Thanks for commenting - it's always helpful to hear your insights! We haven’t yet finished data collection, but so far teachers haven’t raised any challenges beyond the logistics of remote data collection. During teacher workshops, teacher descriptions of how they had previously implemented engineering activities suggest that they often don't have enough time for the re-design and reflection phases of EDP. I will say that recruiting preschool classrooms was much easier than kindergarten classrooms, which we hypothesize is in part – as you suggested – due to kindergarten teachers having less flexibility in their curricula. 

    Looking forward to building on this work and the good work you all are doing!

  • Icon for: Latrenda Knighten

    Latrenda Knighten

    Facilitator
    Mathematics Content Trainer
    May 11, 2022 | 05:00 p.m.

    Oh my goodness! The opening segment of the little girl bursting with excitement and pride because "she helped" the family was too precious - what a wonderful idea for your project to combine engineering concepts with empathy!  You can see from the looks on the students' faces how excited they were as they completed their problem solving challenges. The activities look so engaging and multi-faceted - you can tell that there are multiple entry points to promote access for all students.

    I know you are still collecting data; however, I'm curious if you can share some of the comments, observations, etc. from the work with students.  Have teachers noticed that their students are more empathetic with each other? Do teachers feel more confident in their abilities to incorporate engineering design concepts in the early childhood classroom? Are students exhibiting more problem solving skills in classroom activities? What observations have the parents made?

     
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    Michelle Cerrone
  • Icon for: Jake Foster

    Jake Foster

    Founder
    May 13, 2022 | 03:20 p.m.

    I agree about the student enthusiasm and voice in the video! It is great to see the impact of this approach for young students. I also agree that the types of measures and impacts Latrenda has noted would be great to get some insight on. So many schools are struggling with how to integrate SEL in academic instruction -- too often they treat those as two separate and disconnected efforts. Your works, with any evidence of impact, could really help schools see how these can complement each other.

     
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    Latrenda Knighten
  • Icon for: Michelle Cerrone

    Michelle Cerrone

    Co-Presenter
    Senior Research Associate
    May 11, 2022 | 08:42 p.m.

    Such good questions, Latrenda! I wish data collection and analysis were complete so I could answer them with more certainty! Anecdotally – and based on what we’ve heard so far – teachers are noticing that children are using the term empathy outside of the activities and that they are excited and proud to tell their teacher when they demonstrate empathy. Stay tuned for answers to your questions about teacher efficacy and parent observations!

     
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    Latrenda Knighten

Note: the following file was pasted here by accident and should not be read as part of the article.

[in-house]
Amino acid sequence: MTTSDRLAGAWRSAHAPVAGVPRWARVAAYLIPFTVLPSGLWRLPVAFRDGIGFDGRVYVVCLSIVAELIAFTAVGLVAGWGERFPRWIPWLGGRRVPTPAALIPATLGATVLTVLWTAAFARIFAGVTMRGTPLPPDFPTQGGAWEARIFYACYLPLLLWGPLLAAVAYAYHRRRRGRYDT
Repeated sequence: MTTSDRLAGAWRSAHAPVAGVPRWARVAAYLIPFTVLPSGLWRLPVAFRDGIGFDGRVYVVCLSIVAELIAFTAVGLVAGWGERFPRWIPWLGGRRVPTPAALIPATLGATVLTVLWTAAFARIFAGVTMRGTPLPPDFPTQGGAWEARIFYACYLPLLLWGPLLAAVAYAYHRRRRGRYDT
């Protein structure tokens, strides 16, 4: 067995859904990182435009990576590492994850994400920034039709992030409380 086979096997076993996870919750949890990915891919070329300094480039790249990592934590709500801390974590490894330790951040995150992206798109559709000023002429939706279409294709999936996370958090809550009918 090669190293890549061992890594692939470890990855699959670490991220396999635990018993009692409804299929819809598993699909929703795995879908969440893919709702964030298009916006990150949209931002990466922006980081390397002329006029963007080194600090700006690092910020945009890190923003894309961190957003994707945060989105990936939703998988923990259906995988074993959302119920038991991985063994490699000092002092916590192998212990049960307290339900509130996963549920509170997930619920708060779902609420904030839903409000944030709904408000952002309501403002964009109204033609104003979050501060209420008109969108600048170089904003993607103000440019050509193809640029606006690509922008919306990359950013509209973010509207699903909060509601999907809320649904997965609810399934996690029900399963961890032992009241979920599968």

• Icon for: Latrenda Knighten

    Latrenda Knighten

    Facilitator
    Mathematics Content Trainer
    May 13, 2022 | 08:50 p.m.

    Looking forward to more details!

     

    Thanks for responding and sharing!

  • May 12, 2022 | 08:55 a.m.

    Thanks for sharing the wonderful work you are doing. I really like how the work provides opportunities for children to not only problem solve but also be empathetic in their practice. Excited to learn more when your data collection and analysis are complete. 

     
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    Michelle Cerrone
  • May 12, 2022 | 02:12 p.m.

    Have you guys checked out this project? or this one? Seems like engineering + empathy is a hot topic. I love the potential it has for attracting girls into engineering. If you have a second, check out the COVID companion robots our students built. We didn't really frame this in terms of empathy, but maybe we should have!

     
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    Margo Murphy
    Michelle Cerrone
  • Icon for: Jenna Kelley

    Jenna Kelley

    Higher Ed Administrator
    May 16, 2022 | 02:03 p.m.

    Love the concept. Love the work you're doing. Great video! 

  • Icon for: Barbara Hopkins

    Barbara Hopkins

    Science Education Consultant
    May 16, 2022 | 11:38 p.m.

    What a great way of bringing young children into engineering!  Our youngest learners are not too young to understand and dream of becoming an engineer!  I hope you will check out our Ultra Awesome Animals production as well! The engineering challenge raised a great deal of empathy as we saw genuine concern for helping the animals in our field tests. 

  • Icon for: Julie Robinson

    Julie Robinson

    Higher Ed Faculty
    May 17, 2022 | 10:11 a.m.

    What a beautiful approach to making engineering relevant and meaningful to young children! I love how this model supports social-emotional learning and really broadens children's perspectives of what engineering can do to improve lives and situations. 

     
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    Stacy Klein-Gardner